Joyce Wagner is a freelance writer and author of the book, “Random Overthoughts: The Best (Give or Take) of the Humor Column ‘Overthinking.’” She resides in West Tisbury and is currently at work on two historical novels. Once a week, she will ponder certain Island truths and institutions in “Overthinking.”
Most Islanders are familiar with the term “wash-a-shore.” We’re the folks who come to visit and don’t leave. I came to visit, stayed five years and left. Thirteen years later, I’m back. I’m a “rinse-a-shore.” Second “wash” cycle. Honestly, I don’t know why it took me so long to return.
A lot of rinsers will tell you the same thing. Off-Island life is brutal. When we hear someone complain about the schools here, we sagely shake our noggins and think, “You ought to check out the ones in Chicago. Or Detroit. Or L.A.”
When someone grouses about having to drive “all the way to Edgartown,” we throw back our heads and laugh.
Main Street clogged with tourists? Try midtown Manhattan on a Saturday night.
Having recently returned to the Island, the differences are still fresh in my mind. A few that poke readily through are as follows:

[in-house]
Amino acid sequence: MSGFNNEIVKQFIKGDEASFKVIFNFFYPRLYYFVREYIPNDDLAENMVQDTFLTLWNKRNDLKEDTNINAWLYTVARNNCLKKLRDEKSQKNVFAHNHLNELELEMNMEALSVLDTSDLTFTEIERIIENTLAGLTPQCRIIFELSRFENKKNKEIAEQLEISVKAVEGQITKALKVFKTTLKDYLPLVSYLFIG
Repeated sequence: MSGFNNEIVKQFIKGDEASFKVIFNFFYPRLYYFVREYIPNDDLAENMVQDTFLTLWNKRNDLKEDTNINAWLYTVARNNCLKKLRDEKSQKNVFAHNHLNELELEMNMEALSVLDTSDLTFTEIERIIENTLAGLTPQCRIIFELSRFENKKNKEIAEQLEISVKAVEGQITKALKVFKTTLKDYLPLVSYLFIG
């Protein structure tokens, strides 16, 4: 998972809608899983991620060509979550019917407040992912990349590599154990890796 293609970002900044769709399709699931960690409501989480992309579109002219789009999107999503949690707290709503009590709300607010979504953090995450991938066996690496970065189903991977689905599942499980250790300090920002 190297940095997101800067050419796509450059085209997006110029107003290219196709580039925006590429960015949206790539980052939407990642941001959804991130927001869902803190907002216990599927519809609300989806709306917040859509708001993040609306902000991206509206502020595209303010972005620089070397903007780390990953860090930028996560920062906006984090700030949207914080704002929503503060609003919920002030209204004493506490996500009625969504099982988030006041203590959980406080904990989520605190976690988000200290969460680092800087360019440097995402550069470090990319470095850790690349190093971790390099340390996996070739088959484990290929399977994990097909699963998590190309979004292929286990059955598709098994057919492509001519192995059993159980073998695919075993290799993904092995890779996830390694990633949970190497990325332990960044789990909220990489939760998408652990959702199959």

- An off-Islander will sit in traffic gridlock for one or more hours, several times a week, year-round, and complain. An on-Islander sits in traffic for fifteen minutes, once or twice a week, for three months of the year and complain.
- When a stranger walks into the living room in the middle of the night, an off-er calls the police. An on-er calls the woman next door and informs her that her husband is drunk again and has wandered into the wrong house.
- Off-ers have two to three locks on their access doors. On-ers have one and it’s rusty.
- Off-ers have security systems against burglars. On-ers have motion detectors against deer.
- When sick or injured, off-ers make an appointment with their doctors. On-ers contact their astrologist, then their herbalist, then their shrink, then their primary care physician.
- On-Islanders can’t fathom showering inside in the summer.
- Off-ers don’t usually rent out rooms or vacate their homes completely during the summer (unless it’s to come here).
We rinsers understand that Island life is not always, well, a day at the beach. Like the rest of the year-rounders, we pray for an inheritance to pay for groceries (the Island Club Card helps). While off-Islanders know to the penny how much gas costs at any gas station, we don’t even bother to look. And sometimes (especially in the summer) we feel like hostages of the Steamship Authority.
But ask any rinser, anyone who’s spent a substantial amount of time in the real world, where they’d prefer to be. My reply is likely to be, “Bathed in the remarkable, but expensive, blue light of Martha’s Vineyard.”